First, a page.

The couple was shown to have adopted Mary Grace Natividad at court proceedings in the San Juan municipal court in 1974. If the information is correct, the proceeding is questionable because at the time, adoption cases fell under the jurisdiction of the regional trial court, not any municipal court.
How did Mary Grace Natividad Poe, who was stateless upon birth, acquire her Philippine citizenship? She was adopted by a Filipino couple, but under the law then in force adoption conferred surname, succession, and support to the adopted child, but not citizenship. Presumably she obtained a Philippine citizenship by some means, fair or foul, legal or illegal, but the very means employed to acquire such citizenship deprived her of any possible claim to a “natural-born status.”
In any case, she permanently lost her Philippine “citizenship” when she became an American citizen in 2001. On Oct. 20, 2010, she executed an affidavit of renunciation of allegiance to the United States of America and renunciation of her American citizenship. On July 12, 2011, she formalized her renunciation of her American citizenship in the presence of a US vice consul (signature illegible) at the US Embassy in Manila. The Federal Register, the Daily Journal of the US Government, recorded this renunciation in the second quarter of 2012 ending June 30.
Previous to that, on July 10, 2006, Mrs. Llamanzares filed a petition for the “reacquisition” of Philippine citizenship under RA 9225, or the Dual Citizenship Law of 2003. This law allows “former natural-born citizens” who had become citizens of another country after 2003 to reacquire their Philippine citizenship by taking a prescribed oath of allegiance to the Republic of the Philippines. But Mrs. Llamanzares was not/is not qualified to “reacquire Philippine citizenship” under this law on two counts. First, she was never a natural-born Filipino, and second, she became an American citizen in 2001, before the Dual Citizenship Law took effect. The law has no retroactive effect.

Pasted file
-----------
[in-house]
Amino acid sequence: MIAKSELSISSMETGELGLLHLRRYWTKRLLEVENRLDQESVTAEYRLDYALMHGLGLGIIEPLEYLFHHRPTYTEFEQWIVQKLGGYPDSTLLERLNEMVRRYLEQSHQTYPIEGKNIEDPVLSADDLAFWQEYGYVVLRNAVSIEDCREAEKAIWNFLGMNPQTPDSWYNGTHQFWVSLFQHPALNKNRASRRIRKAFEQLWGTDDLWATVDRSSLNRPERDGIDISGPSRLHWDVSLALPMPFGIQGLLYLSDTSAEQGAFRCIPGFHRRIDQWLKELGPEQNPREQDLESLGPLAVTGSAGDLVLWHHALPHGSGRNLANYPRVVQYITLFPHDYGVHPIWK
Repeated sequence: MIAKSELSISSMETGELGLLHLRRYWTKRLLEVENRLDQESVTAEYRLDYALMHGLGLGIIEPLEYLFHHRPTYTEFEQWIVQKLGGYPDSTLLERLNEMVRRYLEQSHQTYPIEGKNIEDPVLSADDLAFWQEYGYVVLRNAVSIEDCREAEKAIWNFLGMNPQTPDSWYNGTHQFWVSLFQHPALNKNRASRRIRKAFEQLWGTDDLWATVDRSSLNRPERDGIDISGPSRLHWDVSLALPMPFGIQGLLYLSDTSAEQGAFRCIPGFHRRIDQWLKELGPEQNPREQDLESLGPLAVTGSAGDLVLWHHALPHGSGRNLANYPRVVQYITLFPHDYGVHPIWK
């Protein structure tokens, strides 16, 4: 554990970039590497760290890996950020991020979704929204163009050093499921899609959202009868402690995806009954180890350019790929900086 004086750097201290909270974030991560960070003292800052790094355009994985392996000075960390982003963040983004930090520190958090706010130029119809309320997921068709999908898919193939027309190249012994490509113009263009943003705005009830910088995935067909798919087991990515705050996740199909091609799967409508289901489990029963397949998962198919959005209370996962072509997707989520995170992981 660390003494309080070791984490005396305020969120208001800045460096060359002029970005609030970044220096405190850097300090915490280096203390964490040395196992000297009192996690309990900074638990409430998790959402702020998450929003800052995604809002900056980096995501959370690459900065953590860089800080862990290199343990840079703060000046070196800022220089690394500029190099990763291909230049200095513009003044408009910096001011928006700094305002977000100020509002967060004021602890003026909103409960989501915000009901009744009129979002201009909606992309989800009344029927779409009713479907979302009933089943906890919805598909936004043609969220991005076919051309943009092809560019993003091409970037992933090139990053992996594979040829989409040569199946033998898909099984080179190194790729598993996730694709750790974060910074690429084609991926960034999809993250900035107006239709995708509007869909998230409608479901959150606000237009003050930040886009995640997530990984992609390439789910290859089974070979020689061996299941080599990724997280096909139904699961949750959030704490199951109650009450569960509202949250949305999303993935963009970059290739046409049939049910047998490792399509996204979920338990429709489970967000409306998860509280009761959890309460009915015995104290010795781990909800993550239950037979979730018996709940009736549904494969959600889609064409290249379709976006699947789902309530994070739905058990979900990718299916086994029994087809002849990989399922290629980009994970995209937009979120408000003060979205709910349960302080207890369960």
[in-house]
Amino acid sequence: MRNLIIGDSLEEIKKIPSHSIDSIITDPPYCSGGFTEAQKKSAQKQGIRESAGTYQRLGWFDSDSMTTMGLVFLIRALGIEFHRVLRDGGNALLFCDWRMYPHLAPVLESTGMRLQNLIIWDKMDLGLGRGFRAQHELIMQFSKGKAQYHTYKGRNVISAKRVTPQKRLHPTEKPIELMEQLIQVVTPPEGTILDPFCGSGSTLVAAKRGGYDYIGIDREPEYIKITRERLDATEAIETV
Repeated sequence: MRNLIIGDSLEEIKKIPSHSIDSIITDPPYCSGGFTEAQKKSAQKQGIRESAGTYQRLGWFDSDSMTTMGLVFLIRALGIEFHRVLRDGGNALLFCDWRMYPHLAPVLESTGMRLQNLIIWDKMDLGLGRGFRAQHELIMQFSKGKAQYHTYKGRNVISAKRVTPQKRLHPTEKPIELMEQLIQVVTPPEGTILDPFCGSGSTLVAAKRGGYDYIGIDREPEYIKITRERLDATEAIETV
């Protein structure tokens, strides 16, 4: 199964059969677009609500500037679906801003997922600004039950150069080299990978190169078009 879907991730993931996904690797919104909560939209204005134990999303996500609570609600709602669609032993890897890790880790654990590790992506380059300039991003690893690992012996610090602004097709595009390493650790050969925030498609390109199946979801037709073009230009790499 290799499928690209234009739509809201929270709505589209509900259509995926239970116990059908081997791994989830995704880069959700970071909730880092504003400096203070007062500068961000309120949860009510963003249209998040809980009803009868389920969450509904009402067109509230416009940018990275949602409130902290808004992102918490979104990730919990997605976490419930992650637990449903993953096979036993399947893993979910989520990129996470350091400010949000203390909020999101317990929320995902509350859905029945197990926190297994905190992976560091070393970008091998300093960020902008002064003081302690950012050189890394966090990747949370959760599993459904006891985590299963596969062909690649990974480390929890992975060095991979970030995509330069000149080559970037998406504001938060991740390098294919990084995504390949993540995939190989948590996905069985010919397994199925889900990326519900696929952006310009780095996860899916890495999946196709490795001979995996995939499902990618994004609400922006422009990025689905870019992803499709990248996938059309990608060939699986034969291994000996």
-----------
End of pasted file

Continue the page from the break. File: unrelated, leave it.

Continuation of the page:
And yet in her petition she said she was a natural-born Filipino, born to Ronald Allan Kelley Poe and Jesusa Sonora Poe, both Filipinos. Thus her application was given due course and approved by the Bureau of Immigration and Deportation without doing any due diligence and demanding proof of her claim of natural-born status. Immigration Commissioner Alipio Fernandez Jr. did not sign the document himself, somebody else signed on his behalf. She repeated her false claim about her citizenship, birth and parentage in 2013 when she filed her certificate of candidacy for the Senate.
From the documents before the SET, the facts seem clear. Having renounced her American citizenship in 2011/2012, Mrs. Llamanzares has ceased to be an American citizen. But not being qualified to reacquire Philippine citizenship under RA 9225, her Philippine citizenship is null and void ab initio. She is not legally a Filipino, much less a natural-born Filipino. Thus as she was stateless upon birth 47 years ago, so is she stateless now.
We sympathize with Mrs. Llamanzares, but one who wants to preserve and defend the Constitution from everyone else must first preserve and defend it from oneself. PNoy and Roxas and their friends can help if instead of saying they have not given up on her as a possible vice presidential candidate, they would help her face reality and manage her crisis.